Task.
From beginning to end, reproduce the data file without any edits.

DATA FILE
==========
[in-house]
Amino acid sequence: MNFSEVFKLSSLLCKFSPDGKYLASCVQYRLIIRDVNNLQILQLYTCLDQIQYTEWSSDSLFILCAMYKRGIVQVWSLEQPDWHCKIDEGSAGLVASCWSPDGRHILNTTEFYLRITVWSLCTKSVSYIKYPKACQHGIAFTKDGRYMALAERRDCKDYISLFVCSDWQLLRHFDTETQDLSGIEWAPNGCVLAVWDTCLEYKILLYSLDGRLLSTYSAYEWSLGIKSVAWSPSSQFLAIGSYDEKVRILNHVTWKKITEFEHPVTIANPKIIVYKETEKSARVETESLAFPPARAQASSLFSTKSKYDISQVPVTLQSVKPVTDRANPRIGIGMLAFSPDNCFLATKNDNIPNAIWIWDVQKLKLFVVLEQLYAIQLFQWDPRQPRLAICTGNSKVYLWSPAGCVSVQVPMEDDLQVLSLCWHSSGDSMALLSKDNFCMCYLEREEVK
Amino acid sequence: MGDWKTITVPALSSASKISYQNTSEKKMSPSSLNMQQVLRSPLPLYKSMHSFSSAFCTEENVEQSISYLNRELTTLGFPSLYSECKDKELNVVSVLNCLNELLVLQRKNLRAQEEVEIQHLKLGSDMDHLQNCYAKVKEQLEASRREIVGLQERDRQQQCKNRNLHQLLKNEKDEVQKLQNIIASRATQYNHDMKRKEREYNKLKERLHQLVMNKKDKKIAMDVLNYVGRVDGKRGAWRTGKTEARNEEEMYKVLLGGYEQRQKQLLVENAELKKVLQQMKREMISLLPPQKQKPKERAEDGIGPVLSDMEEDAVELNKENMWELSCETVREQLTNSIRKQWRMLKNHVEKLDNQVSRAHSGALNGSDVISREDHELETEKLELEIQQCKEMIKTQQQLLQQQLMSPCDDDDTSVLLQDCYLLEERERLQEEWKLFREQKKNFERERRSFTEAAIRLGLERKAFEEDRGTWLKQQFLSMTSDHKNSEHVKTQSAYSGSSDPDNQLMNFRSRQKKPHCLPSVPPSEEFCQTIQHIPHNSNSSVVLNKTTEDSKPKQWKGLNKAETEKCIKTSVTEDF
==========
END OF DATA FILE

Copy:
[in-house]
Amino acid sequence: MNFSEVFKLSSLLCKFSPDGKYLASCVQYRLIIRDVNNLQILQLYTCLDQIQYTEWSSDSLFILCAMYKRGIVQVWSLEQPDWHCKIDEGSAGLVASCWSPDGRHILNTTEFYLRITVWSLCTKSVSYIKYPKACQHGIAFTKDGRYMALAERRDCKDYISLFVCSDWQLLRHFDTETQDLSGIEWAPNGCVLAVWDTCLEYKILLYSLDGRLLSTYSAYEWSLGIKSVAWSPSSQFLAIGSYDEKVRILNHVTWKKITEFEHPVTIANPKIIVYKETEKSARVETESLAFPPARAQASSLFSTKSKYDISQVPVTLQSVKPVTDRANPRIGIGMLAFSPDNCFLATKNDNIPNAIWIWDVQKLKLFVVLEQLYAIQLFQWDPRQPRLAICTGNSKVYLWSPAGCVSVQVPMEDDLQVLSLCWHSSGDSMALLSKDNFCMCYLEREEVK
Amino acid sequence: MGDWKTITVPALSSASKISYQNTSEKKMSPSSLNMQQVLRSPLPLYKSMHSFSSAFCTEENVEQSISYLNRELTTLGFPSLYSECKDKELNVVSVLNCLNELLVLQRKNLRAQEEVEIQHLKLGSDMDHLQNCYAKVKEQLEASRREIVGLQERDRQQQCKNRNLHQLLKNEKDEVQKLQNIIASRATQYNHDMKRKEREYNKLKERLHQLVMNKKDKKIAMDVLNYVGRVDGKRGAWRTGKTEARNEEEMYKVLLGGYEQRQKQLLVENAELKKVLQQMKREMISLLPPQKQKPKERAEDGIGPVLSDMEEDAVELNKENMWELSCETVREQLTNSIRKQWRMLKNHVEKLDNQVSRAHSGALNGSDVISREDHELETEKLELEIQQCKEMIKTQQQLLQQQLMSPCDDDDTSVLLQDCYLLEERERLQEEWKLFREQKKNFERERRSFTEAAIRLGLERKAFEEDRGTWLKQQFLSMTSDHKNSEHVKTQSAYSGSSDPDNQLMNFRSRQKKPHCLPSVPPSEEFCQTIQHIPHNSNSSVVLNKTTEDSKPKQWKGLNKAETEKCIKTSVTEDF